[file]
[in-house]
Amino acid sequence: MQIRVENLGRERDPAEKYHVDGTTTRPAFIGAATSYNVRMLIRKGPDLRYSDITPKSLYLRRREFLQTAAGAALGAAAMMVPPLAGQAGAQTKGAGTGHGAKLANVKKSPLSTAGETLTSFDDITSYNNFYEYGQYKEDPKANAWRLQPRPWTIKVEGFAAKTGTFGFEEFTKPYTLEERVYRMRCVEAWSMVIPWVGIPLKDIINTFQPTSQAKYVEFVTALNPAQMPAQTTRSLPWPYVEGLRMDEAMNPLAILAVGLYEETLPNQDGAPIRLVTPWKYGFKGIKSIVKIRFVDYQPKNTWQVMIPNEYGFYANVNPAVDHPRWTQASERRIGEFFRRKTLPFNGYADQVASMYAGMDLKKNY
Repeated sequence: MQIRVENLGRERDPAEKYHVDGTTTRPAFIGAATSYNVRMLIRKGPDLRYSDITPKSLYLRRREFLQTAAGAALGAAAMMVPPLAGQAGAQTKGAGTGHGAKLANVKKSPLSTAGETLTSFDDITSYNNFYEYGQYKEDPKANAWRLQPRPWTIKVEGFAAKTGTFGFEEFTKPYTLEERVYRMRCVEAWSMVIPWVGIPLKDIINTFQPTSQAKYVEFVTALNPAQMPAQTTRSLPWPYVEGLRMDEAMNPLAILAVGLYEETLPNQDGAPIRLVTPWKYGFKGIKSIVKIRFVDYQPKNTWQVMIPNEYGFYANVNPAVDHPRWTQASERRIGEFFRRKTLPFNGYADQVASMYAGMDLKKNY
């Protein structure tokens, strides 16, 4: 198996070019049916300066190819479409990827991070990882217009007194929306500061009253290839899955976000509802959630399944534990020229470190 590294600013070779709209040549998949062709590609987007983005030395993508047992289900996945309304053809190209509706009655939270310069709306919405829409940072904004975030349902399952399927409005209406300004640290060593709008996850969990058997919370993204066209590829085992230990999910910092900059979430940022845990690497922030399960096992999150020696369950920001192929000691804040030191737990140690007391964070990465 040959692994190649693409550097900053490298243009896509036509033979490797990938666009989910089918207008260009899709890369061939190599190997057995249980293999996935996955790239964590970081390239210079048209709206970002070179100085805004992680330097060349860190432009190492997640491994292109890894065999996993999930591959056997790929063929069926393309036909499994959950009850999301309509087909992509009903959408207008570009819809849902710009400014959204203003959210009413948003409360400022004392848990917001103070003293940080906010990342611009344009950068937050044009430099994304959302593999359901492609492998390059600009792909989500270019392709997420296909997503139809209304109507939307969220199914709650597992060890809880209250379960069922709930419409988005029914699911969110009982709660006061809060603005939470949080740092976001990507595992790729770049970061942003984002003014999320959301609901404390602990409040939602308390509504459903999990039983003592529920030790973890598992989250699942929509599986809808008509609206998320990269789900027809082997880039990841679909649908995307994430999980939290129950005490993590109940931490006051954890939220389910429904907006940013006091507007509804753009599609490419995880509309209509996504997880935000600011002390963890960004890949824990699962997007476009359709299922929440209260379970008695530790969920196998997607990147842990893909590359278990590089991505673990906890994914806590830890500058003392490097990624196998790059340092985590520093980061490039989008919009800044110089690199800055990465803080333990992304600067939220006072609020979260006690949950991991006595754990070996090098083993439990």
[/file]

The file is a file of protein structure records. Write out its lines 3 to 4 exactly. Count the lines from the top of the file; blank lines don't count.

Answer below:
Repeated sequence: MQIRVENLGRERDPAEKYHVDGTTTRPAFIGAATSYNVRMLIRKGPDLRYSDITPKSLYLRRREFLQTAAGAALGAAAMMVPPLAGQAGAQTKGAGTGHGAKLANVKKSPLSTAGETLTSFDDITSYNNFYEYGQYKEDPKANAWRLQPRPWTIKVEGFAAKTGTFGFEEFTKPYTLEERVYRMRCVEAWSMVIPWVGIPLKDIINTFQPTSQAKYVEFVTALNPAQMPAQTTRSLPWPYVEGLRMDEAMNPLAILAVGLYEETLPNQDGAPIRLVTPWKYGFKGIKSIVKIRFVDYQPKNTWQVMIPNEYGFYANVNPAVDHPRWTQASERRIGEFFRRKTLPFNGYADQVASMYAGMDLKKNY
């Protein structure tokens, strides 16, 4: 198996070019049916300066190819479409990827991070990882217009007194929306500061009253290839899955976000509802959630399944534990020229470190 590294600013070779709209040549998949062709590609987007983005030395993508047992289900996945309304053809190209509706009655939270310069709306919405829409940072904004975030349902399952399927409005209406300004640290060593709008996850969990058997919370993204066209590829085992230990999910910092900059979430940022845990690497922030399960096992999150020696369950920001192929000691804040030191737990140690007391964070990465 040959692994190649693409550097900053490298243009896509036509033979490797990938666009989910089918207008260009899709890369061939190599190997057995249980293999996935996955790239964590970081390239210079048209709206970002070179100085805004992680330097060349860190432009190492997640491994292109890894065999996993999930591959056997790929063929069926393309036909499994959950009850999301309509087909992509009903959408207008570009819809849902710009400014959204203003959210009413948003409360400022004392848990917001103070003293940080906010990342611009344009950068937050044009430099994304959302593999359901492609492998390059600009792909989500270019392709997420296909997503139809209304109507939307969220199914709650597992060890809880209250379960069922709930419409988005029914699911969110009982709660006061809060603005939470949080740092976001990507595992790729770049970061942003984002003014999320959301609901404390602990409040939602308390509504459903999990039983003592529920030790973890598992989250699942929509599986809808008509609206998320990269789900027809082997880039990841679909649908995307994430999980939290129950005490993590109940931490006051954890939220389910429904907006940013006091507007509804753009599609490419995880509309209509996504997880935000600011002390963890960004890949824990699962997007476009359709299922929440209260379970008695530790969920196998997607990147842990893909590359278990590089991505673990906890994914806590830890500058003392490097990624196998790059340092985590520093980061490039989008919009800044110089690199800055990465803080333990992304600067939220006072609020979260006690949950991991006595754990070996090098083993439990």